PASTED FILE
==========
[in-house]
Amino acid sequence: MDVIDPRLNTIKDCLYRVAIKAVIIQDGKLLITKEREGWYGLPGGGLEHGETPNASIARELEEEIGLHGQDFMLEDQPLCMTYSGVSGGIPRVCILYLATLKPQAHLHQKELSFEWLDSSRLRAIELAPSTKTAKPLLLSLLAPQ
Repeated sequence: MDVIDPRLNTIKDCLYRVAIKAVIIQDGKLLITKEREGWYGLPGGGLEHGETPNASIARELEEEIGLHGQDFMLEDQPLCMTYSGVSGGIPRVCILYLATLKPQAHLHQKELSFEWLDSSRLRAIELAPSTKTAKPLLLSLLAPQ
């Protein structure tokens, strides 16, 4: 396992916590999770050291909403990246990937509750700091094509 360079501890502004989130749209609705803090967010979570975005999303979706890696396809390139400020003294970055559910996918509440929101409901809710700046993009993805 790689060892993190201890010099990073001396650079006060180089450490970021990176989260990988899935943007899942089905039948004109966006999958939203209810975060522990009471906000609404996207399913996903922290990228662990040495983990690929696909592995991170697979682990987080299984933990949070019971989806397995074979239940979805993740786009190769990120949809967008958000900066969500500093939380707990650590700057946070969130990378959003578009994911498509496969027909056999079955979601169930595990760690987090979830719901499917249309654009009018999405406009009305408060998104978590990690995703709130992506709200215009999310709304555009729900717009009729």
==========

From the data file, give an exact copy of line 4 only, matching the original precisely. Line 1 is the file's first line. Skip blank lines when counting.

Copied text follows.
């Protein structure tokens, strides 16, 4: 396992916590999770050291909403990246990937509750700091094509 360079501890502004989130749209609705803090967010979570975005999303979706890696396809390139400020003294970055559910996918509440929101409901809710700046993009993805 790689060892993190201890010099990073001396650079006060180089450490970021990176989260990988899935943007899942089905039948004109966006999958939203209810975060522990009471906000609404996207399913996903922290990228662990040495983990690929696909592995991170697979682990987080299984933990949070019971989806397995074979239940979805993740786009190769990120949809967008958000900066969500500093939380707990650590700057946070969130990378959003578009994911498509496969027909056999079955979601169930595990760690987090979830719901499917249309654009009018999405406009009305408060998104978590990690995703709130992506709200215009999310709304555009729900717009009729």